I thought I would share with you, dear reader, one of my processes for turning a snapshot into a creative image. My favorite area of photography is street photography. Unfortunately, I live in the 'burbs and I don't get to shoot much of it unless I'm traveling. When I do travel, I don't take my tripod with me so I'm usually shooting on the fly. I call these images, snapshots. They aren't planned, there is no thought to composition or lighting. It's just "hurry up and get that shot before they spot you, come over and either demand you erase the photo or punch you in the face."
So, you like the image but it's not the greatest. You don't want to toss it. You *wish* it worked but there are too many things about it you don't like. Wait! Hold on! Don't send that to the recycle bin! Instead, open that image up in Photoshop and create a work of art!
For the above image of "Bella Boy", I snapped this while walking down the street in Charleston with my friend Phoebe. It was a dreary day, completely clouded over. Some people love shooting when the sun is hidden. I think it makes everything look a little bland. I prefer to shoot in filtered light, with some clouds, but mostly the sun shining full on so that everything casts shadows. Of course, we can't control the weather, but we can control the lighting in Photoshop.
Here are the two images I shot, in all their original, dull glory:
In this first image, I liked the tall guy's stance but the image overall is a bit wonky and the words above the window are slightly out of focus.
In the second image, I like the focus of the words and the window much better. I don't like the guy in the shorts in either image. In fact, as I stopped to snap the picture, he was just walking by and I thought he was going to keep on walking. Instead, he had to stop and have a conversation with the star of my photograph and I was totally annoyed. In my head I was screaming "Get the &%#* out of my picture you moron!" Of course, as evident by the above photographs, he decided that I was taking HIS picture and he would stop and smile. Um, no.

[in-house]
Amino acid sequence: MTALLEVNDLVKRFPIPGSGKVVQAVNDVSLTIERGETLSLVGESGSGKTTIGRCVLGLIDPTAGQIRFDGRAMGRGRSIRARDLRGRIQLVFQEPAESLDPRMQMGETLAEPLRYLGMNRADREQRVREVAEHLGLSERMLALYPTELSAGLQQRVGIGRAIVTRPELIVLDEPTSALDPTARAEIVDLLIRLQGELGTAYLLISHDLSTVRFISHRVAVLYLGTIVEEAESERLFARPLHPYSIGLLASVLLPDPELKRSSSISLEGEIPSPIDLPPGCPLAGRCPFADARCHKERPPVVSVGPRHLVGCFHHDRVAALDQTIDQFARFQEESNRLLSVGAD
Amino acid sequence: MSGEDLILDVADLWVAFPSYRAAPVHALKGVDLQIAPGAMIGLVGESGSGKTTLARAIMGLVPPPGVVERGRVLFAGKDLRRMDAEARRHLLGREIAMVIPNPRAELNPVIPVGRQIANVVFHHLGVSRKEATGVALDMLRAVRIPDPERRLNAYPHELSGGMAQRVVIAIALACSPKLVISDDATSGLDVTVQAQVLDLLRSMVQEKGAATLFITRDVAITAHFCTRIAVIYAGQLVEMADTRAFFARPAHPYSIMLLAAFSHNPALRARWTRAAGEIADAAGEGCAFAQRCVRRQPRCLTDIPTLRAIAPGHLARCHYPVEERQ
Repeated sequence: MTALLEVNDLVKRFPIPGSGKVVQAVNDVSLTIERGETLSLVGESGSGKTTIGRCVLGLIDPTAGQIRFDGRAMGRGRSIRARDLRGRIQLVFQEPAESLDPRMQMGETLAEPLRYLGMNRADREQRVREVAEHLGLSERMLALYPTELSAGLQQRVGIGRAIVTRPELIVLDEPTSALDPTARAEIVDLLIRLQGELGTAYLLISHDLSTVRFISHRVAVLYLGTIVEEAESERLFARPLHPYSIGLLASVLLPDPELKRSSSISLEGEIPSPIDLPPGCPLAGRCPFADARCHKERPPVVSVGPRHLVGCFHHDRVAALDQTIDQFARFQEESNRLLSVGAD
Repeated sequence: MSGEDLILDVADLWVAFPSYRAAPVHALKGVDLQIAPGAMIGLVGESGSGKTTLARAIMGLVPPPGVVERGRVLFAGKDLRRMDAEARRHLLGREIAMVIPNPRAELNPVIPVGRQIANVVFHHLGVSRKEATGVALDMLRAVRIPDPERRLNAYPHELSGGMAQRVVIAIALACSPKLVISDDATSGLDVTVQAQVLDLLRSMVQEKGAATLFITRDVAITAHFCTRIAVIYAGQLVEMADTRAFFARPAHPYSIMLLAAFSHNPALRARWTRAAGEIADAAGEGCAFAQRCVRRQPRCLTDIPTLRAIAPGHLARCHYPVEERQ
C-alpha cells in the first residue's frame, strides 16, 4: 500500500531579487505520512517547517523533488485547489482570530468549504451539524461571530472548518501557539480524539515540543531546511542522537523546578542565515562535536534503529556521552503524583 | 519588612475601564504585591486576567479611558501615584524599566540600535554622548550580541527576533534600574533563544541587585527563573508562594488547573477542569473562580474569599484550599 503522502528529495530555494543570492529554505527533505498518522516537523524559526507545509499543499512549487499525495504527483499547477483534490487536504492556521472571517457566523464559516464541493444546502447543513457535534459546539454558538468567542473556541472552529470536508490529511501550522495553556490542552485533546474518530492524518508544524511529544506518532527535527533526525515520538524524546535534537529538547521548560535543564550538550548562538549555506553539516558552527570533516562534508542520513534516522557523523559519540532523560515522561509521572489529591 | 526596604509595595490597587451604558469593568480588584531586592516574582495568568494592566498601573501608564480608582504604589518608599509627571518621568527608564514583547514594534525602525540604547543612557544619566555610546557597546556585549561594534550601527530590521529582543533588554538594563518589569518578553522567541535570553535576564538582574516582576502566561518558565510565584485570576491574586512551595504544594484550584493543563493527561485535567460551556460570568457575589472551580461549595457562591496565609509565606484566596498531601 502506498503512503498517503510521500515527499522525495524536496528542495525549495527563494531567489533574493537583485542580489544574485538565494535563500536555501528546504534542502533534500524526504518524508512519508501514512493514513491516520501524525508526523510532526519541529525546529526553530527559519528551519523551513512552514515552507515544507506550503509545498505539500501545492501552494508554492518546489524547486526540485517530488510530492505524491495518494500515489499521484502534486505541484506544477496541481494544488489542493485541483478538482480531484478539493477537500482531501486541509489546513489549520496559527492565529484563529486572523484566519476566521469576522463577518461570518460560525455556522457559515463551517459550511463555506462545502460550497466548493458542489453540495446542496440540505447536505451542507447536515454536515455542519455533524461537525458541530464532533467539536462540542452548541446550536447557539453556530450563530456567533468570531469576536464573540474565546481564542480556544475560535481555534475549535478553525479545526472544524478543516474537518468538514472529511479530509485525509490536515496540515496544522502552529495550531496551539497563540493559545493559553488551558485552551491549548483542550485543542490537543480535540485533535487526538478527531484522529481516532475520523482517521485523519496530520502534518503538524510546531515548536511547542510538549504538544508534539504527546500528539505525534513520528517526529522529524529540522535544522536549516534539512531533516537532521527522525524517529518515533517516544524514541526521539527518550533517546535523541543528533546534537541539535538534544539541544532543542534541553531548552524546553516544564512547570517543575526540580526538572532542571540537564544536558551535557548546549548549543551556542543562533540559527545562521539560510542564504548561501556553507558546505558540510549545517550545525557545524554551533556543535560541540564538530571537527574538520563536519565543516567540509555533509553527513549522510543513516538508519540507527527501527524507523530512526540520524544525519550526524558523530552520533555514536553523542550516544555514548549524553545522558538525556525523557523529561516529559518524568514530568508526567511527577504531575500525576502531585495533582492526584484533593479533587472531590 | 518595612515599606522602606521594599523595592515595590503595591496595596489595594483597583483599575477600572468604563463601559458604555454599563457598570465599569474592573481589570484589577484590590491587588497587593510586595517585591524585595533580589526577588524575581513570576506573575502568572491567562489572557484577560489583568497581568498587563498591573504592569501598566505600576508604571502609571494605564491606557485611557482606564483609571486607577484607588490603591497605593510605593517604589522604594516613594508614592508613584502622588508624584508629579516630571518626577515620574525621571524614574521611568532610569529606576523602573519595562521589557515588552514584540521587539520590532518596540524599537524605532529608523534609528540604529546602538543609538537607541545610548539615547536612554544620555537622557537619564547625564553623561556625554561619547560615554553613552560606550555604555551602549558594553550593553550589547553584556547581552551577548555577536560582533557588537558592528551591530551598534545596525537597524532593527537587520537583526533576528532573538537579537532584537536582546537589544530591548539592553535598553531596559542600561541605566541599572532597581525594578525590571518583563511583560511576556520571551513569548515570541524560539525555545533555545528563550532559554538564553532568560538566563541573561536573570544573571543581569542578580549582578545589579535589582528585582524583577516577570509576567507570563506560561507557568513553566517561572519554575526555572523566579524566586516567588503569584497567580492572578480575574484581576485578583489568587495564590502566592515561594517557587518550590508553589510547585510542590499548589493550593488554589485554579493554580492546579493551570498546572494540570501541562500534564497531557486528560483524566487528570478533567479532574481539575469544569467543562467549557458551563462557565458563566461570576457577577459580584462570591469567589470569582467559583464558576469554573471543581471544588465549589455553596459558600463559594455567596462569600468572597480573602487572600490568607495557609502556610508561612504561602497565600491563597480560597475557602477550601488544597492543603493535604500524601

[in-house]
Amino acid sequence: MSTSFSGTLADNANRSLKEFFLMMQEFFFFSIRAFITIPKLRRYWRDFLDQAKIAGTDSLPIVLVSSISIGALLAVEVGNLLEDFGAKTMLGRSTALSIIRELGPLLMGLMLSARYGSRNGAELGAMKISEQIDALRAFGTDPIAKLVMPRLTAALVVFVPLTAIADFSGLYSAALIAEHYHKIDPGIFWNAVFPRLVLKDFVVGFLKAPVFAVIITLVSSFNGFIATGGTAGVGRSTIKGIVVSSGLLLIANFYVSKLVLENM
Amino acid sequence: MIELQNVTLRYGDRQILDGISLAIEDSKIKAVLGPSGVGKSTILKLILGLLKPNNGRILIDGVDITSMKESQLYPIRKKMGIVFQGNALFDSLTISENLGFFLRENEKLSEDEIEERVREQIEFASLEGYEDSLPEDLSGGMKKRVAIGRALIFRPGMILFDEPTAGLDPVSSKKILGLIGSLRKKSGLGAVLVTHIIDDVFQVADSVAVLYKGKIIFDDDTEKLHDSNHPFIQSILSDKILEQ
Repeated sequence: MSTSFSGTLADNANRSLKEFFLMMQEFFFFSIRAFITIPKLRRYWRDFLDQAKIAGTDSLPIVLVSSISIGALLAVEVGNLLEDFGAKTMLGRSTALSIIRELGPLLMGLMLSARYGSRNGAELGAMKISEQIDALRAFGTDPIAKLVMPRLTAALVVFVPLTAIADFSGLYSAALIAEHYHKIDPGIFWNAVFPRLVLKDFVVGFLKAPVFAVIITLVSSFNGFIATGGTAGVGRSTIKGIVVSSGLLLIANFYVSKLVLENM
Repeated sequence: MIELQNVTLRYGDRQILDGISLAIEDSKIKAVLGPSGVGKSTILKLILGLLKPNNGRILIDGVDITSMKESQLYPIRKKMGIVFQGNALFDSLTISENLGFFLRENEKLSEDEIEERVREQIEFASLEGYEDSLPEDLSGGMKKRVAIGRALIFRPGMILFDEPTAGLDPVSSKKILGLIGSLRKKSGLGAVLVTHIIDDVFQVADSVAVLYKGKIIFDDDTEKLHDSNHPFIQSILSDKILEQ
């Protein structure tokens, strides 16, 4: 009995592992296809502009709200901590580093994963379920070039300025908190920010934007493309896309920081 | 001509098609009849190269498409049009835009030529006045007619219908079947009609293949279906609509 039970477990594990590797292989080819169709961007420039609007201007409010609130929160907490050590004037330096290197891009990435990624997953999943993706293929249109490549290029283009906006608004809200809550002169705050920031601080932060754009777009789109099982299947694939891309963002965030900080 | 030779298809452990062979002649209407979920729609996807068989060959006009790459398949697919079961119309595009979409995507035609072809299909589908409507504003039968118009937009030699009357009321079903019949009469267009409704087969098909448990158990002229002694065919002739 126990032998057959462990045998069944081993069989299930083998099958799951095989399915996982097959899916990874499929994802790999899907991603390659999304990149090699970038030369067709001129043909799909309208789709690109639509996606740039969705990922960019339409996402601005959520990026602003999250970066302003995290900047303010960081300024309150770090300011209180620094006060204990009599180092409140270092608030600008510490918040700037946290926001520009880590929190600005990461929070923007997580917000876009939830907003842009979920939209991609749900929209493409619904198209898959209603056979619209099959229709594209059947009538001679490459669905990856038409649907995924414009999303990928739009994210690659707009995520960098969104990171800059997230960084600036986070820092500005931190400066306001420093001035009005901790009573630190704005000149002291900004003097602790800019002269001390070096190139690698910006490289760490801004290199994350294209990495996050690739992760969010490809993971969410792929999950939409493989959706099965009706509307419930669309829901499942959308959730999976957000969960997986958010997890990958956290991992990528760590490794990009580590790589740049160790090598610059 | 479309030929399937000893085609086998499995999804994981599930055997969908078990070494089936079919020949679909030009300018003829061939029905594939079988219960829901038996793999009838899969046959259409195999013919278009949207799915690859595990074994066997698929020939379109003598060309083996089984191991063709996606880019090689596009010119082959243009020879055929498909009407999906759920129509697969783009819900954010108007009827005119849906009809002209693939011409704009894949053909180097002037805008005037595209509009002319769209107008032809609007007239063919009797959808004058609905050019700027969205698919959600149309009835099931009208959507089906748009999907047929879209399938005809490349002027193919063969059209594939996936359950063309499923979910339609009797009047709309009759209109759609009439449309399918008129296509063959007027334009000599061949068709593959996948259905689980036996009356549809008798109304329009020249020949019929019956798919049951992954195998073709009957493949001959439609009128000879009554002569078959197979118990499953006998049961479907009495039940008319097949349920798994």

My workflow on this image starts with a crop. I'm going to crop the second image to where I want it and then straighten the image. The guy I want to focus on reminds me of James Spader from "Pretty in Pink". He looks preppy but with a touch of bad boy to him, cigarette in hand. I want the environment to be more urban so I add a new layer above my background layer and bring in a texture over the cropped image. I use an old piece of canvas as my texture that has paint stains on it. I set the blending mode to multiply and the opacity to 50%. Using a Layer Mask and a brush, I erase the texture from my guy but leave it everywhere else.
I adjust the light, contrast and color until it's appealing to my eye and then I am finally ready to clone out the annoying guy in the shorts. Sometimes I may clone out things from my image first and other times I may do it last. In this case, I did it last so that I could use the texture to clone over him. I prefer to use a mildly soft brush when cloning. With him gone, the other guy now looks like a spoiled rich loner from the Upper West side, hanging out on a street corner, in a not so pleasant area, waiting to buy some pot. Oh wait, that's just my imagination. :)
I used the Burn tool to darken areas for shadow and the Dodge tool to add light to certain areas. I add a bit of grain and some grunge to the edges. Finally, I add a double entendre to the only window without words. I giggle.
And voila! The Bella Boy is born and now, the viewer can look at the image and create their own story.
What would your story for this image be?